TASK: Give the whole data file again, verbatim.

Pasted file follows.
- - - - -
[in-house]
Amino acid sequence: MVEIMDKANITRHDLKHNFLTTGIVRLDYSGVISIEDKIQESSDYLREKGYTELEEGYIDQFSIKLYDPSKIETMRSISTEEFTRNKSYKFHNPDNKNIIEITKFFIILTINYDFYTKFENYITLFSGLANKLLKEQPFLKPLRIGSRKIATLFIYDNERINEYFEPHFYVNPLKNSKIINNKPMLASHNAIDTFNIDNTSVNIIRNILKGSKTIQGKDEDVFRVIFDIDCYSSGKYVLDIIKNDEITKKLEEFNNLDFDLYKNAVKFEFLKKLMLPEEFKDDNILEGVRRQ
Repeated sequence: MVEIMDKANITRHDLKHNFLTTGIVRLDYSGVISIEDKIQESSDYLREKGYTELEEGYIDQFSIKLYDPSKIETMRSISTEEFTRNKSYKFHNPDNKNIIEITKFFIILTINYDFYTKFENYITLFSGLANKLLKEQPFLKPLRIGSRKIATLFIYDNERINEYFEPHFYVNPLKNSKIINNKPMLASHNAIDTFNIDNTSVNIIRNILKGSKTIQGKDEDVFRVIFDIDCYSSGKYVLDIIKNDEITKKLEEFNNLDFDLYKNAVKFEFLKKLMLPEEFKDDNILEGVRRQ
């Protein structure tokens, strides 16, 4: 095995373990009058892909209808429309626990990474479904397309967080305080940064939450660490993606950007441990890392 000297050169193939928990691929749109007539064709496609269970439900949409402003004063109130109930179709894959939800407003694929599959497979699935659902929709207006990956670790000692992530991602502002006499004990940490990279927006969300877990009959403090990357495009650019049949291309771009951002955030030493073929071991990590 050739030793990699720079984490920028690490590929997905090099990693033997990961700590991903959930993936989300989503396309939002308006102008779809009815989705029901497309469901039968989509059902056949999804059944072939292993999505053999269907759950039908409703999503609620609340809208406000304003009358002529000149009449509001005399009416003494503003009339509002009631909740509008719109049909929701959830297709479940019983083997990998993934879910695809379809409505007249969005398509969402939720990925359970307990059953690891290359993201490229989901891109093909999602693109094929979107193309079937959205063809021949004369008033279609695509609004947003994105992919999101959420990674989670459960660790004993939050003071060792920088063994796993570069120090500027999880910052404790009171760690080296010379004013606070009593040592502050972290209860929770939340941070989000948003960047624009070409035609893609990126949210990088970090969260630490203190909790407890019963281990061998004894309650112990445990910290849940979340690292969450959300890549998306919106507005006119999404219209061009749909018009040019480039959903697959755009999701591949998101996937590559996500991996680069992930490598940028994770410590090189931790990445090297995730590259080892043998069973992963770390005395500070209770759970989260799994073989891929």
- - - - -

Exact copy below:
[in-house]
Amino acid sequence: MVEIMDKANITRHDLKHNFLTTGIVRLDYSGVISIEDKIQESSDYLREKGYTELEEGYIDQFSIKLYDPSKIETMRSISTEEFTRNKSYKFHNPDNKNIIEITKFFIILTINYDFYTKFENYITLFSGLANKLLKEQPFLKPLRIGSRKIATLFIYDNERINEYFEPHFYVNPLKNSKIINNKPMLASHNAIDTFNIDNTSVNIIRNILKGSKTIQGKDEDVFRVIFDIDCYSSGKYVLDIIKNDEITKKLEEFNNLDFDLYKNAVKFEFLKKLMLPEEFKDDNILEGVRRQ
Repeated sequence: MVEIMDKANITRHDLKHNFLTTGIVRLDYSGVISIEDKIQESSDYLREKGYTELEEGYIDQFSIKLYDPSKIETMRSISTEEFTRNKSYKFHNPDNKNIIEITKFFIILTINYDFYTKFENYITLFSGLANKLLKEQPFLKPLRIGSRKIATLFIYDNERINEYFEPHFYVNPLKNSKIINNKPMLASHNAIDTFNIDNTSVNIIRNILKGSKTIQGKDEDVFRVIFDIDCYSSGKYVLDIIKNDEITKKLEEFNNLDFDLYKNAVKFEFLKKLMLPEEFKDDNILEGVRRQ
């Protein structure tokens, strides 16, 4: 095995373990009058892909209808429309626990990474479904397309967080305080940064939450660490993606950007441990890392 000297050169193939928990691929749109007539064709496609269970439900949409402003004063109130109930179709894959939800407003694929599959497979699935659902929709207006990956670790000692992530991602502002006499004990940490990279927006969300877990009959403090990357495009650019049949291309771009951002955030030493073929071991990590 050739030793990699720079984490920028690490590929997905090099990693033997990961700590991903959930993936989300989503396309939002308006102008779809009815989705029901497309469901039968989509059902056949999804059944072939292993999505053999269907759950039908409703999503609620609340809208406000304003009358002529000149009449509001005399009416003494503003009339509002009631909740509008719109049909929701959830297709479940019983083997990998993934879910695809379809409505007249969005398509969402939720990925359970307990059953690891290359993201490229989901891109093909999602693109094929979107193309079937959205063809021949004369008033279609695509609004947003994105992919999101959420990674989670459960660790004993939050003071060792920088063994796993570069120090500027999880910052404790009171760690080296010379004013606070009593040592502050972290209860929770939340941070989000948003960047624009070409035609893609990126949210990088970090969260630490203190909790407890019963281990061998004894309650112990445990910290849940979340690292969450959300890549998306919106507005006119999404219209061009749909018009040019480039959903697959755009999701591949998101996937590559996500991996680069992930490598940028994770410590090189931790990445090297995730590259080892043998069973992963770390005395500070209770759970989260799994073989891929």